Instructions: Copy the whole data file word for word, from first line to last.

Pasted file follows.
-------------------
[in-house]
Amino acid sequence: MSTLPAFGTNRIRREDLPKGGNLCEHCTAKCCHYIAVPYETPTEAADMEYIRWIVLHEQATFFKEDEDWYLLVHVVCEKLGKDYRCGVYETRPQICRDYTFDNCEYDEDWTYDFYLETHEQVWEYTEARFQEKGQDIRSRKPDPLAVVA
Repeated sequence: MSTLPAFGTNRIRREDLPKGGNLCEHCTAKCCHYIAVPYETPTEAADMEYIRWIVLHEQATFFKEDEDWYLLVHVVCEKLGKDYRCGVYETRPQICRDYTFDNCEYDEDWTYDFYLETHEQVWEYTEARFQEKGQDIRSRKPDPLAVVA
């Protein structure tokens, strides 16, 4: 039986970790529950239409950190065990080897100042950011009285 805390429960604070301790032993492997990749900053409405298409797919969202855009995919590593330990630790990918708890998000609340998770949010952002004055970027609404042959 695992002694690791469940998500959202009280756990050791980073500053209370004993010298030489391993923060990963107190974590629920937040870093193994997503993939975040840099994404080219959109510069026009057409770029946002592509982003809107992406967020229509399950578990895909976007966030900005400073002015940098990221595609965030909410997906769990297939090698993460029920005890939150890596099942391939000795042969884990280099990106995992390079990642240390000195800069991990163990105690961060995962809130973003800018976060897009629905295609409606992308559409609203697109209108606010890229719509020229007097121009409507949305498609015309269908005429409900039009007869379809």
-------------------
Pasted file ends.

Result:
[in-house]
Amino acid sequence: MSTLPAFGTNRIRREDLPKGGNLCEHCTAKCCHYIAVPYETPTEAADMEYIRWIVLHEQATFFKEDEDWYLLVHVVCEKLGKDYRCGVYETRPQICRDYTFDNCEYDEDWTYDFYLETHEQVWEYTEARFQEKGQDIRSRKPDPLAVVA
Repeated sequence: MSTLPAFGTNRIRREDLPKGGNLCEHCTAKCCHYIAVPYETPTEAADMEYIRWIVLHEQATFFKEDEDWYLLVHVVCEKLGKDYRCGVYETRPQICRDYTFDNCEYDEDWTYDFYLETHEQVWEYTEARFQEKGQDIRSRKPDPLAVVA
């Protein structure tokens, strides 16, 4: 039986970790529950239409950190065990080897100042950011009285 805390429960604070301790032993492997990749900053409405298409797919969202855009995919590593330990630790990918708890998000609340998770949010952002004055970027609404042959 695992002694690791469940998500959202009280756990050791980073500053209370004993010298030489391993923060990963107190974590629920937040870093193994997503993939975040840099994404080219959109510069026009057409770029946002592509982003809107992406967020229509399950578990895909976007966030900005400073002015940098990221595609965030909410997906769990297939090698993460029920005890939150890596099942391939000795042969884990280099990106995992390079990642240390000195800069991990163990105690961060995962809130973003800018976060897009629905295609409606992308559409609203697109209108606010890229719509020229007097121009409507949305498609015309269908005429409900039009007869379809």